I learned my next lesson in bread making: Get the right ingredients. Bread flour is not the same as white flour. It’s higher in gluten, the protein that makes bread chewy. Gluten also holds in the bubbles given off by the yeast, allowing the bread to rise.
This rye would have been really heavy without the bread flour. It’s still pretty dense, compared to commercial white bread anyway. But that’s a good thing. I’ll explain why below.
First we need to proof the yeast. Put the yeast in a bowl and add 3/4 cup of water between 105° and 115° — warm enough to bring it to life, not so hot you kill it. Stir quickly to make sure all the yeast is wet, but don’t over mix. The yeast gets very sticky and can stick to the spoon. That’s why I stir with the handle.
Add the honey or sugar, for the yeast to eat, and the white flour so you can see when the yeast starts working.
If you got the temperature right, and the yeast was still active, after about 10 minutes you should see bubbles starting to come to the top of the mixture. You may not see bubbles, but instead see the top of the mixture bubbling up, like it’s being inflated from below.
Once the yeast is going strong, add the rye and bread flour, and the salt, and stir again.
Here is where my previous experiences with bread paid off. The dough was a little too dry, so I added another quarter-cup of water and mixed a bit more. You’ll have to make bread a few times to get a feel for how dry is too dry. It should be moist enough to absorb all the flour, without being sticky or slippery.
Turn the dough out onto a floured surface and knead for 5-10 minutes, until it is smooth and satiny.
Put enough olive oil in a bowl to coat the bottom. Turn the dough over in the oil until it is coated all over. This keeps the bread from sticking to the bowl as it rises.
Cover the bowl with plastic wrap or a damp towel. This will keep the surface of the dough from drying out and preventing it from rising.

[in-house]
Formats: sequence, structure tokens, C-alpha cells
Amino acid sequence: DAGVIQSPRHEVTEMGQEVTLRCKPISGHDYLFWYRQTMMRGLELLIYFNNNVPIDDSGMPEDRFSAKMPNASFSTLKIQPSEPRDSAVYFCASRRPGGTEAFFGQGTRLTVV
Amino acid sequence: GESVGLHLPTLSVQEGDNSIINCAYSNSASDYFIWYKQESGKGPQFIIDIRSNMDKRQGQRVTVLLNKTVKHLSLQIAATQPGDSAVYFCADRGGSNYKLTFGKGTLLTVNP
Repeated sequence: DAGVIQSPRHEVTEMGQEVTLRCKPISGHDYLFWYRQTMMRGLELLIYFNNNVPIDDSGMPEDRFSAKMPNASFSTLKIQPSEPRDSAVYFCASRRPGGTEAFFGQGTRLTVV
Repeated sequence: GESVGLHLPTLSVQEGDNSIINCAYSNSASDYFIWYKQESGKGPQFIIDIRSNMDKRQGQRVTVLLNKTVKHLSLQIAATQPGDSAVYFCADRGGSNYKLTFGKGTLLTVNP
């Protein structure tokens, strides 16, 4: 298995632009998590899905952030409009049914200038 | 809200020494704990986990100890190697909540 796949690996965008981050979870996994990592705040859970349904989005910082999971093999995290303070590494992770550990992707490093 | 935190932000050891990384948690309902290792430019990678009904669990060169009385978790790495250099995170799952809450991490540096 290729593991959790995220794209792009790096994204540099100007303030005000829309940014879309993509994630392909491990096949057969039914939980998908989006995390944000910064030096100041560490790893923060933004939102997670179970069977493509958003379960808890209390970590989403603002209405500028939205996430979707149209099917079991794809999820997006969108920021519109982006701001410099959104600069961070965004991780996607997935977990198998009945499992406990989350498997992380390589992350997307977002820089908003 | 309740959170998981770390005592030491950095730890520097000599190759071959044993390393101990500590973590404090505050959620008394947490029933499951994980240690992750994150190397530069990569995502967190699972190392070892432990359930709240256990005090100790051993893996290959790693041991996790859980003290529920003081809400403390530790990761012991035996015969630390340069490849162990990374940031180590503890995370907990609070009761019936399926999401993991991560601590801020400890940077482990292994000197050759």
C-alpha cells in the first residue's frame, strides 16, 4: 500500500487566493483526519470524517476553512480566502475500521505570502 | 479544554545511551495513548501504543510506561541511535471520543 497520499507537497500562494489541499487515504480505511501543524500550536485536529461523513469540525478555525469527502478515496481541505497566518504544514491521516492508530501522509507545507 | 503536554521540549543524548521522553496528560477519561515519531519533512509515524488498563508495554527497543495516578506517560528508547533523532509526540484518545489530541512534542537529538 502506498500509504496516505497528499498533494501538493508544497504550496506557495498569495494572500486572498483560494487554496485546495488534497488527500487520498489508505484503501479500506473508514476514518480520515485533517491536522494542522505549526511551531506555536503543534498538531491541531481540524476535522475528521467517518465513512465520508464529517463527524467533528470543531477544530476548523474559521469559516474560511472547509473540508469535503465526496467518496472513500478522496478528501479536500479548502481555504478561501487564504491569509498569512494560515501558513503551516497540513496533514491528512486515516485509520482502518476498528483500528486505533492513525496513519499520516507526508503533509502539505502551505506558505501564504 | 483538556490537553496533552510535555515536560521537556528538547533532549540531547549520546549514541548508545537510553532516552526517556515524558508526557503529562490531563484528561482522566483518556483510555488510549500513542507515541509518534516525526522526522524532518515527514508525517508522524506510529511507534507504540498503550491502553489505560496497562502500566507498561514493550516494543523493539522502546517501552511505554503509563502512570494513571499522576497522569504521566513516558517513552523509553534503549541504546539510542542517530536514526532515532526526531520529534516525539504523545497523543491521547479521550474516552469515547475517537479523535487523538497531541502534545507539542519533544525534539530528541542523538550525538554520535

Place the bowl someplace warm for about 1-1/2 hours, until the dough has doubled in size. Punch it down to knock most of the air out.
Tuck the edges under so you have a ball that is smooth on top. You can set it aside like this for the second rise and make a round loaf. I rolled it out into an oblong shape.
Round or oblong, you’re going to need to leave it another 45 minutes for the second rise. If you’ll be using a pizza stone, dust the end of a cutting board or pizza peel liberally with corn meal. Really load it up, you don’t want the dough to stick even a little bit. If you’ll be using a baking sheet, just do this directly on the baking sheet.
Place the dough on the edge of the cutting board. Brush a little olive oil on the dough so the plastic doesn’t stick and cover the dough with a piece of plastic wrap. Again, this is to keep the surface from drying out and preventing rising.
Once it has doubled in size again, about 45 minutes, slash the top with a serrated knife. This will allow the top to expand and rise more as it bakes.
Place a shallow bowl or casserole dish half-full of water on the bottom rack of the oven, the pizza stone one rack above, and pre-heat to 400°. The steam will give the bread a crustier finish.
Separate the egg and beat the white together with a tablespoon of water to make an egg wash. If you use the yolk you’ll get a shiny finish. Using just the egg white will give a crispy surface without adding a shine. Brush the egg wash onto the top of the bread before transferring it to the pizza stone.
Yes, I said “before”. Yes, it’s already on the pizza stone in that picture. As I was sliding the dough onto it I saw the egg sitting in front of me. Oh well.
Bake at 400° for 15-20 minutes. To check that it’s done lift the loaf using a spatula, flip it upside-down into your other hand (use a pot holder or towel — it’s hot!) and tap on the bottom. It should sound hollow.
Because it is firmer than store-bought white bread, you can slice this with a non-serrated knife and not get a lot of crumbs.
Yes, most of this is going to be used to make corned beef sandwiches. But try a slice with butter while it’s still hot from the oven. Any bread is good with butter hot from the oven.
And that’s it.
Want more like this? For more recipes like this, that you can hold right in your hands, and write on, take notes, tear pages out if you want (Gosh, you're tough on books, aren't you?) you might be interested in How To Cook Like Your Grandmother, 2nd edition, Illustrated. Or to learn your way around the kitchen, check out Starting From Scratch: The Owner's Manual for Your Kitchen.